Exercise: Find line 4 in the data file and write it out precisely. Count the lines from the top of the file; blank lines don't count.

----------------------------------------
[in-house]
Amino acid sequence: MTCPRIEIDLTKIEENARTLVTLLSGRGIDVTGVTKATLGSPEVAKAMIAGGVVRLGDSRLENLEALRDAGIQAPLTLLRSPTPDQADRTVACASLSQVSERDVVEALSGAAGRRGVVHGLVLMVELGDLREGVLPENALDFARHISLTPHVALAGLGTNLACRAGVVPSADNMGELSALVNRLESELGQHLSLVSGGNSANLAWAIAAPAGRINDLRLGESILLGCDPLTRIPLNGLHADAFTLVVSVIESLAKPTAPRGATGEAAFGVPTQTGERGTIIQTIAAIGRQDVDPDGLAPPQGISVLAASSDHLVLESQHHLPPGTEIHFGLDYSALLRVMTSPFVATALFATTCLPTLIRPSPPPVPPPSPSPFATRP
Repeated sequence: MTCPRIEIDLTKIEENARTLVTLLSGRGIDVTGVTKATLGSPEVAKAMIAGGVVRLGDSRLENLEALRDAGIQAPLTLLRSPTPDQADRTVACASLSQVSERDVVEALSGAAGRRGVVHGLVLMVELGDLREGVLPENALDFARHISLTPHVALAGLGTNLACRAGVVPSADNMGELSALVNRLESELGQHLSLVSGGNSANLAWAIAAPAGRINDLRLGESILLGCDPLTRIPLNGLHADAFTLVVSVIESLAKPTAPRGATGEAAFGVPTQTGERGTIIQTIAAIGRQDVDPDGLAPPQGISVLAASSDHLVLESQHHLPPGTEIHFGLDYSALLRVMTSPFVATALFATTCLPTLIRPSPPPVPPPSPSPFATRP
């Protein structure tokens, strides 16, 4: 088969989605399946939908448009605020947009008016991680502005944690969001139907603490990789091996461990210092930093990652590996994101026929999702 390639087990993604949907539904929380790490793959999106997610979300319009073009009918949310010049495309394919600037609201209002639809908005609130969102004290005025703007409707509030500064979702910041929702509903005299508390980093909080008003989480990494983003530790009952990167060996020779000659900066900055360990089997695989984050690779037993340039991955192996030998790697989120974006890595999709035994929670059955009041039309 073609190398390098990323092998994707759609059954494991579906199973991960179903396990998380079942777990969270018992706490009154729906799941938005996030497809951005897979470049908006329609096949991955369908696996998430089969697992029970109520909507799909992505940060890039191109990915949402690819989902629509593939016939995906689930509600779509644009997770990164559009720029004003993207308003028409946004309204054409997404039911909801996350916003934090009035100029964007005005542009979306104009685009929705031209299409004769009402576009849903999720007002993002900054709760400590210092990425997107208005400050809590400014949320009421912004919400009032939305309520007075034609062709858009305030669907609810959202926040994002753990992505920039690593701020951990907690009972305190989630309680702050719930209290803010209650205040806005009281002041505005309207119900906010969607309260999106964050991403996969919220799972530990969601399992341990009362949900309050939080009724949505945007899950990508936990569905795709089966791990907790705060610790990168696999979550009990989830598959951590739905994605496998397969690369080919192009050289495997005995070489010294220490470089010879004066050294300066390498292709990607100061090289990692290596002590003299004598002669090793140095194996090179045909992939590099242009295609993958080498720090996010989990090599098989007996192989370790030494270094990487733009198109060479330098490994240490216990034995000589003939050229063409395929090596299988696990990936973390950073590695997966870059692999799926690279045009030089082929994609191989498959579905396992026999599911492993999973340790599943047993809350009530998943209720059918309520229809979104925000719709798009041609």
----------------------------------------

């Protein structure tokens, strides 16, 4: 088969989605399946939908448009605020947009008016991680502005944690969001139907603490990789091996461990210092930093990652590996994101026929999702 390639087990993604949907539904929380790490793959999106997610979300319009073009009918949310010049495309394919600037609201209002639809908005609130969102004290005025703007409707509030500064979702910041929702509903005299508390980093909080008003989480990494983003530790009952990167060996020779000659900066900055360990089997695989984050690779037993340039991955192996030998790697989120974006890595999709035994929670059955009041039309 073609190398390098990323092998994707759609059954494991579906199973991960179903396990998380079942777990969270018992706490009154729906799941938005996030497809951005897979470049908006329609096949991955369908696996998430089969697992029970109520909507799909992505940060890039191109990915949402690819989902629509593939016939995906689930509600779509644009997770990164559009720029004003993207308003028409946004309204054409997404039911909801996350916003934090009035100029964007005005542009979306104009685009929705031209299409004769009402576009849903999720007002993002900054709760400590210092990425997107208005400050809590400014949320009421912004919400009032939305309520007075034609062709858009305030669907609810959202926040994002753990992505920039690593701020951990907690009972305190989630309680702050719930209290803010209650205040806005009281002041505005309207119900906010969607309260999106964050991403996969919220799972530990969601399992341990009362949900309050939080009724949505945007899950990508936990569905795709089966791990907790705060610790990168696999979550009990989830598959951590739905994605496998397969690369080919192009050289495997005995070489010294220490470089010879004066050294300066390498292709990607100061090289990692290596002590003299004598002669090793140095194996090179045909992939590099242009295609993958080498720090996010989990090599098989007996192989370790030494270094990487733009198109060479330098490994240490216990034995000589003939050229063409395929090596299988696990990936973390950073590695997966870059692999799926690279045009030089082929994609191989498959579905396992026999599911492993999973340790599943047993809350009530998943209720059918309520229809979104925000719709798009041609």